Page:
Downes argues that LMSs and institutional learning is designed to prevent diversity by excluding

diversity is either tacitly or explicitly discouraged. A common complaint found on such sites is the plea to ‘’stay on topic’ or ‘keep the discussion off-list’. Many such groups require registration and identification before posting is allowed, maintain strict acceptable use policies, and often prohibit non-members from viewing the discussions. Downes 2007 p22.

At this point however there is an additional feature that is enabling of learning and that is based on the content creation possibilities and justifications for the establishment and maintenance of these weakly “tied” communities. It seems content creation is another central pillar alongside – diversity and weak ties for learning:

The result is that people, students  included, have a much greater capacity to create, and therefore, insofar as a capacity to create supports learning, a  much greater capacity to learn. The ‘pedagogy’ behind the PLE – if it could be still called that – is that it offers a portal to the world, through which learners can explore and create, according to their own interests and directions, interacting at all times with their friends and community. ‘New forms of learning are based on trying things and action, rather than on more abstract knowledge.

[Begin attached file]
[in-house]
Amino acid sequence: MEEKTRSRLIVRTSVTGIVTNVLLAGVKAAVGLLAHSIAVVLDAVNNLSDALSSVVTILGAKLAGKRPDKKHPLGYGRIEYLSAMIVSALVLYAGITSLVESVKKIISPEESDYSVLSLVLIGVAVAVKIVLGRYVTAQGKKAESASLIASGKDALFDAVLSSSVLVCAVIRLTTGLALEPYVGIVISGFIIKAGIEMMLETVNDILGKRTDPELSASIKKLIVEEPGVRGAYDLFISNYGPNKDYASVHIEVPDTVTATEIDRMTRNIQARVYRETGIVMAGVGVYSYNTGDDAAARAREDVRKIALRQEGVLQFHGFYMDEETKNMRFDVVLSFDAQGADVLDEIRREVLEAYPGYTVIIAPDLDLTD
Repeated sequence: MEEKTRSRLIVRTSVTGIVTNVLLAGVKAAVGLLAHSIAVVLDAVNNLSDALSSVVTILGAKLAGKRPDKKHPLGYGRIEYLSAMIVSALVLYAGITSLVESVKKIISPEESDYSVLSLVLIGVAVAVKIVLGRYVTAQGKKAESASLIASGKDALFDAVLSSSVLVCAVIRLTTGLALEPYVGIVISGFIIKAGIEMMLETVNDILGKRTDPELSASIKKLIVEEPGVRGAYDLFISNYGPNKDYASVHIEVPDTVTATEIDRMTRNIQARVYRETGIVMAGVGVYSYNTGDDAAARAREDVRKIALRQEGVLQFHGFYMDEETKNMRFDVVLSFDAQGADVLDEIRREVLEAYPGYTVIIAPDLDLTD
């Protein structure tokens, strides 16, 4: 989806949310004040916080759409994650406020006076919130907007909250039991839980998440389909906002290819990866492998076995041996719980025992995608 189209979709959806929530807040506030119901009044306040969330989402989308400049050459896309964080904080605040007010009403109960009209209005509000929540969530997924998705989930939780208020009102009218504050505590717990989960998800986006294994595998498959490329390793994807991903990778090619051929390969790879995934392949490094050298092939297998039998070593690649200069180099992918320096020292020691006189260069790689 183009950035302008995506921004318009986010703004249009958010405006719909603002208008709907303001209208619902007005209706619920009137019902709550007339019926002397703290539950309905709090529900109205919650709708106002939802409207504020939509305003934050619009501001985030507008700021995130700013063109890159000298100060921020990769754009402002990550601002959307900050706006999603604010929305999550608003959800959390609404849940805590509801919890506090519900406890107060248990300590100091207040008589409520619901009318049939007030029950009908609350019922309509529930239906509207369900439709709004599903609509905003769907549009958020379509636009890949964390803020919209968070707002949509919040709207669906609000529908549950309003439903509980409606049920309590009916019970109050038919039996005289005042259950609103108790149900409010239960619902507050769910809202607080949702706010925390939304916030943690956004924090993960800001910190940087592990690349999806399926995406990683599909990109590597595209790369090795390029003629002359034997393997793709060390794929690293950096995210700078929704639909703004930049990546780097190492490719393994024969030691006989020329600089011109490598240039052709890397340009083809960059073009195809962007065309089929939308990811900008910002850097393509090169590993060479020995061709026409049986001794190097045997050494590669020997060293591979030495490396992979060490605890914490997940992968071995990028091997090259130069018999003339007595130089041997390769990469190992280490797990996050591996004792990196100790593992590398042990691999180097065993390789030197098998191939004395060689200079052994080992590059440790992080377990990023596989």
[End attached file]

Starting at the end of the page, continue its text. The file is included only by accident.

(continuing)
‘Learning becomes as much social as cognitive, as much concrete as abstract, and becomes intertwined with judgment and exploration.’ (Graham Attwell) Downes 2007 p23

Maybe the content creation requires an audience and that weakly tied, diverse audience is key to the content creation process. My reasoning here is that I can understand content creation as beneficial to learning – but the motivating force of the the diverse audience ensures that the content creation process has a purpose and a moderating force or at least a reference point for content creation and feedback on that.

Boundaries of content shift in these user content driven scenarios and Downes aligns with the now widespread acknowledgment and support afforded  multidisciplinary approaches to content creation and learning. He  argues for contextualised learning of subject specific content using an example of the learning of algebra:

They will learn the principles of algebra and other fundamental subjects as needed, progressing more deeply into the subject as the need for new knowledge is provoked by the demands of the simulation. Learning opportunities – either in the form of interaction with others, in the form of online learning